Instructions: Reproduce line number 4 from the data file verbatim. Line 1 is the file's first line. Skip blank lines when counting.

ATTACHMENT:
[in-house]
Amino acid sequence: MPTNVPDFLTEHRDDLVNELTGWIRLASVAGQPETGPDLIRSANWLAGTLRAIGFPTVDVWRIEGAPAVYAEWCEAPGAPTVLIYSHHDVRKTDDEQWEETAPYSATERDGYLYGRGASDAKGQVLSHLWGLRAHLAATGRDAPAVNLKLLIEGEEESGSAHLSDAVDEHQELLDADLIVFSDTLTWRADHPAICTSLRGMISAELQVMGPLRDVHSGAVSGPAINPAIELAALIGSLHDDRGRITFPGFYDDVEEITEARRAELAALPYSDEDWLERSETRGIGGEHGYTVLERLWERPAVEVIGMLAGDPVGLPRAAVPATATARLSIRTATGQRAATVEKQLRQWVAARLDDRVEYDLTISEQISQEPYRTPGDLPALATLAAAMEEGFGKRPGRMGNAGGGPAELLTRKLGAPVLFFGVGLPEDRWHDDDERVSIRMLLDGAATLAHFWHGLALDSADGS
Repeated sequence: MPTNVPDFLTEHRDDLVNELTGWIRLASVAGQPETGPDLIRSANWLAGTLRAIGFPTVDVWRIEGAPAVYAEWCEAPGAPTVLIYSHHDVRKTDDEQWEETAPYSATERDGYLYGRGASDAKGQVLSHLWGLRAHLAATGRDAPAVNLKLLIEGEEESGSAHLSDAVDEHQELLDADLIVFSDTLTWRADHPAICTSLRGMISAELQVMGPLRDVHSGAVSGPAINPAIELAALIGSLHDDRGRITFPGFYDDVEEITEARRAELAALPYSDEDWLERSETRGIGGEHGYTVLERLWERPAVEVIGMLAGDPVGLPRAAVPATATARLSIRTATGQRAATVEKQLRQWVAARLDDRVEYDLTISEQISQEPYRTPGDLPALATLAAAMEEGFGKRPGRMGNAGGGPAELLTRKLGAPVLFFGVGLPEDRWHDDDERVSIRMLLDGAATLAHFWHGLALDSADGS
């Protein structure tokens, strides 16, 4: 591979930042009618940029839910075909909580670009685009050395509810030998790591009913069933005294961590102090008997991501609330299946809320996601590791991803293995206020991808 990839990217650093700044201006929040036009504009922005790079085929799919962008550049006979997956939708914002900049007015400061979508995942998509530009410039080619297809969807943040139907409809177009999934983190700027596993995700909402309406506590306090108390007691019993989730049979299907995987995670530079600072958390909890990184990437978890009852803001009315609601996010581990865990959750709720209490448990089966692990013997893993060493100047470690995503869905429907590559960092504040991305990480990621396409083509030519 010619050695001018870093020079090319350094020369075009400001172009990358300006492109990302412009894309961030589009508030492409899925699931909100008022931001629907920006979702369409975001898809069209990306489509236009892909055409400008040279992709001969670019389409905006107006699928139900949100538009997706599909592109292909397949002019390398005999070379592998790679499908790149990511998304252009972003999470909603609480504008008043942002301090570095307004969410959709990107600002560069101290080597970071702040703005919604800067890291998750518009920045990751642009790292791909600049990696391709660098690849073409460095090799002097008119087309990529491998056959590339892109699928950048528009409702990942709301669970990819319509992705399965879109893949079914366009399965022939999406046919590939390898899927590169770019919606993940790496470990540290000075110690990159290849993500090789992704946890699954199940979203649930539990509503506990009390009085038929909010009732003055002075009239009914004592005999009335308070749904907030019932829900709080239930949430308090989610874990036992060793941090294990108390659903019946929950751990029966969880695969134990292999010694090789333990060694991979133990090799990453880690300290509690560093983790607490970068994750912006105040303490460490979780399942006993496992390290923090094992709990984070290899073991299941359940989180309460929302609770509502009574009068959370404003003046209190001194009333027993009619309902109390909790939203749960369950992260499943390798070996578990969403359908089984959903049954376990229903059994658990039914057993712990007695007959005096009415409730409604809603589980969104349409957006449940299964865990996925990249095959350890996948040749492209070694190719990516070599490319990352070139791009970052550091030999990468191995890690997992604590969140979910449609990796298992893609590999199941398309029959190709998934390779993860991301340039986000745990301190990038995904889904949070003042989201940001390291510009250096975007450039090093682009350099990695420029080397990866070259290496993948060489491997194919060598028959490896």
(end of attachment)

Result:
């Protein structure tokens, strides 16, 4: 591979930042009618940029839910075909909580670009685009050395509810030998790591009913069933005294961590102090008997991501609330299946809320996601590791991803293995206020991808 990839990217650093700044201006929040036009504009922005790079085929799919962008550049006979997956939708914002900049007015400061979508995942998509530009410039080619297809969807943040139907409809177009999934983190700027596993995700909402309406506590306090108390007691019993989730049979299907995987995670530079600072958390909890990184990437978890009852803001009315609601996010581990865990959750709720209490448990089966692990013997893993060493100047470690995503869905429907590559960092504040991305990480990621396409083509030519 010619050695001018870093020079090319350094020369075009400001172009990358300006492109990302412009894309961030589009508030492409899925699931909100008022931001629907920006979702369409975001898809069209990306489509236009892909055409400008040279992709001969670019389409905006107006699928139900949100538009997706599909592109292909397949002019390398005999070379592998790679499908790149990511998304252009972003999470909603609480504008008043942002301090570095307004969410959709990107600002560069101290080597970071702040703005919604800067890291998750518009920045990751642009790292791909600049990696391709660098690849073409460095090799002097008119087309990529491998056959590339892109699928950048528009409702990942709301669970990819319509992705399965879109893949079914366009399965022939999406046919590939390898899927590169770019919606993940790496470990540290000075110690990159290849993500090789992704946890699954199940979203649930539990509503506990009390009085038929909010009732003055002075009239009914004592005999009335308070749904907030019932829900709080239930949430308090989610874990036992060793941090294990108390659903019946929950751990029966969880695969134990292999010694090789333990060694991979133990090799990453880690300290509690560093983790607490970068994750912006105040303490460490979780399942006993496992390290923090094992709990984070290899073991299941359940989180309460929302609770509502009574009068959370404003003046209190001194009333027993009619309902109390909790939203749960369950992260499943390798070996578990969403359908089984959903049954376990229903059994658990039914057993712990007695007959005096009415409730409604809603589980969104349409957006449940299964865990996925990249095959350890996948040749492209070694190719990516070599490319990352070139791009970052550091030999990468191995890690997992604590969140979910449609990796298992893609590999199941398309029959190709998934390779993860991301340039986000745990301190990038995904889904949070003042989201940001390291510009250096975007450039090093682009350099990695420029080397990866070259290496993948060489491997194919060598028959490896």